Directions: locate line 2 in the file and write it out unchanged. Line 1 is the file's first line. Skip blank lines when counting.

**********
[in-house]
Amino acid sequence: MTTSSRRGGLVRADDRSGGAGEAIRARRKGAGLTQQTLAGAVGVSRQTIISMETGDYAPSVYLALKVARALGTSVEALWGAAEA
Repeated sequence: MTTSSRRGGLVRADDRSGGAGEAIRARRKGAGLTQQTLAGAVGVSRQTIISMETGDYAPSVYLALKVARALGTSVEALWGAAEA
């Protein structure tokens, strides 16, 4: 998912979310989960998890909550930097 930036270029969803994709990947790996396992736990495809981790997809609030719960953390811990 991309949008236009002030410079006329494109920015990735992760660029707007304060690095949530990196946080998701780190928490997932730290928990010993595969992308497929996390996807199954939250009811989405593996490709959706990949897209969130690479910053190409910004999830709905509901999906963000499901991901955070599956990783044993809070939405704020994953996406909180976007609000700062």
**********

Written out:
Amino acid sequence: MTTSSRRGGLVRADDRSGGAGEAIRARRKGAGLTQQTLAGAVGVSRQTIISMETGDYAPSVYLALKVARALGTSVEALWGAAEA